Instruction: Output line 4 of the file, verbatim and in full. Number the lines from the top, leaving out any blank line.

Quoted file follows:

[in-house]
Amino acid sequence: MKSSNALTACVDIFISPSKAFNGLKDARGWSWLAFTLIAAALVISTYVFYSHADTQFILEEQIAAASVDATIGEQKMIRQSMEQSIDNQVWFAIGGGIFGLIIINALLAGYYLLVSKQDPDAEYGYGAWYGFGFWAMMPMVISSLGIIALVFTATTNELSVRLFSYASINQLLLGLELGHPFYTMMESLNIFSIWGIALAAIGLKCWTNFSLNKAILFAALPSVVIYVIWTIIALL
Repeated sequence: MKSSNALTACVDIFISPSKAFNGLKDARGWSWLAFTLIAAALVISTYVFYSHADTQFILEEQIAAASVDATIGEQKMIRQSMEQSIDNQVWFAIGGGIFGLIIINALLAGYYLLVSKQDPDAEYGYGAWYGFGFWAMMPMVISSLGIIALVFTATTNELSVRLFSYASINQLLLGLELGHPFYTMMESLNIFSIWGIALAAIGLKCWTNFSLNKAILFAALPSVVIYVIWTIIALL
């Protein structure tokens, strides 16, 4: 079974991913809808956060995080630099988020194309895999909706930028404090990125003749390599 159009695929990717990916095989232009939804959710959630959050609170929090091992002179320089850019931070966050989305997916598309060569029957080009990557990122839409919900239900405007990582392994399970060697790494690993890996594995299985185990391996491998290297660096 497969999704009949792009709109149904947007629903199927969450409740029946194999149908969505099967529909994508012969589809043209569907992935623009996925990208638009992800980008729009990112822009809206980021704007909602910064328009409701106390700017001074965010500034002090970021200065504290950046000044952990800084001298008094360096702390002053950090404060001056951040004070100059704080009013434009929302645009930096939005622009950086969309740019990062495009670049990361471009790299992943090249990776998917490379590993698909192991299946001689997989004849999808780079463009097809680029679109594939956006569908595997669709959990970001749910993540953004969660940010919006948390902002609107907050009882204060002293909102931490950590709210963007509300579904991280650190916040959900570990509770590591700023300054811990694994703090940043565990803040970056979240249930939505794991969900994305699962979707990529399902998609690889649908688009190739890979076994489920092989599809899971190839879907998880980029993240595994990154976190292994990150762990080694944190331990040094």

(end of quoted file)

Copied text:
């Protein structure tokens, strides 16, 4: 079974991913809808956060995080630099988020194309895999909706930028404090990125003749390599 159009695929990717990916095989232009939804959710959630959050609170929090091992002179320089850019931070966050989305997916598309060569029957080009990557990122839409919900239900405007990582392994399970060697790494690993890996594995299985185990391996491998290297660096 497969999704009949792009709109149904947007629903199927969450409740029946194999149908969505099967529909994508012969589809043209569907992935623009996925990208638009992800980008729009990112822009809206980021704007909602910064328009409701106390700017001074965010500034002090970021200065504290950046000044952990800084001298008094360096702390002053950090404060001056951040004070100059704080009013434009929302645009930096939005622009950086969309740019990062495009670049990361471009790299992943090249990776998917490379590993698909192991299946001689997989004849999808780079463009097809680029679109594939956006569908595997669709959990970001749910993540953004969660940010919006948390902002609107907050009882204060002293909102931490950590709210963007509300579904991280650190916040959900570990509770590591700023300054811990694994703090940043565990803040970056979240249930939505794991969900994305699962979707990529399902998609690889649908688009190739890979076994489920092989599809899971190839879907998880980029993240595994990154976190292994990150762990080694944190331990040094």